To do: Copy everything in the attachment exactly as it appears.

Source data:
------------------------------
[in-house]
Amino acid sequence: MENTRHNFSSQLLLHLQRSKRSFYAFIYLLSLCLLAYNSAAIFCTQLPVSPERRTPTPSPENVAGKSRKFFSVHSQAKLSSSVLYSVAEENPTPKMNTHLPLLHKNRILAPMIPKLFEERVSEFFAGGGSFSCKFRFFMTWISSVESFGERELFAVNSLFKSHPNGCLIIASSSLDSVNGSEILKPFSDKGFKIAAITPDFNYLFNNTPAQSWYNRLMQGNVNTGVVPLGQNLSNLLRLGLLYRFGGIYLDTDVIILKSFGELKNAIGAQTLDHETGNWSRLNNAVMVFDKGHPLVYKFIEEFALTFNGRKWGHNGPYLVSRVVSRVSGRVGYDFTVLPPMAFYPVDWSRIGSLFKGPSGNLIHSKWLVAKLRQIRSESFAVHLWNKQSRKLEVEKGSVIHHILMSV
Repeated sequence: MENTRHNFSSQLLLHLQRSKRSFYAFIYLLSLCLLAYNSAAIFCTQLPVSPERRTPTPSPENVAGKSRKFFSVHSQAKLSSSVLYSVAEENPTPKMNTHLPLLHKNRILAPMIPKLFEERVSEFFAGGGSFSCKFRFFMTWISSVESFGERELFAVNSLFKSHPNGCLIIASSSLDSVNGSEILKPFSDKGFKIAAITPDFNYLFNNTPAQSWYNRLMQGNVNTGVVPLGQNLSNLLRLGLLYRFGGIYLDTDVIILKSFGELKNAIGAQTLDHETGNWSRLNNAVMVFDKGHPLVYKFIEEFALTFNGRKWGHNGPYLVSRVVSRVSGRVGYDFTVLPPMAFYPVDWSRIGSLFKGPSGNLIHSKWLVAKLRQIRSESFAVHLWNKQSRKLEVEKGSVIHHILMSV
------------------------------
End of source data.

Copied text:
[in-house]
Amino acid sequence: MENTRHNFSSQLLLHLQRSKRSFYAFIYLLSLCLLAYNSAAIFCTQLPVSPERRTPTPSPENVAGKSRKFFSVHSQAKLSSSVLYSVAEENPTPKMNTHLPLLHKNRILAPMIPKLFEERVSEFFAGGGSFSCKFRFFMTWISSVESFGERELFAVNSLFKSHPNGCLIIASSSLDSVNGSEILKPFSDKGFKIAAITPDFNYLFNNTPAQSWYNRLMQGNVNTGVVPLGQNLSNLLRLGLLYRFGGIYLDTDVIILKSFGELKNAIGAQTLDHETGNWSRLNNAVMVFDKGHPLVYKFIEEFALTFNGRKWGHNGPYLVSRVVSRVSGRVGYDFTVLPPMAFYPVDWSRIGSLFKGPSGNLIHSKWLVAKLRQIRSESFAVHLWNKQSRKLEVEKGSVIHHILMSV
Repeated sequence: MENTRHNFSSQLLLHLQRSKRSFYAFIYLLSLCLLAYNSAAIFCTQLPVSPERRTPTPSPENVAGKSRKFFSVHSQAKLSSSVLYSVAEENPTPKMNTHLPLLHKNRILAPMIPKLFEERVSEFFAGGGSFSCKFRFFMTWISSVESFGERELFAVNSLFKSHPNGCLIIASSSLDSVNGSEILKPFSDKGFKIAAITPDFNYLFNNTPAQSWYNRLMQGNVNTGVVPLGQNLSNLLRLGLLYRFGGIYLDTDVIILKSFGELKNAIGAQTLDHETGNWSRLNNAVMVFDKGHPLVYKFIEEFALTFNGRKWGHNGPYLVSRVVSRVSGRVGYDFTVLPPMAFYPVDWSRIGSLFKGPSGNLIHSKWLVAKLRQIRSESFAVHLWNKQSRKLEVEKGSVIHHILMSV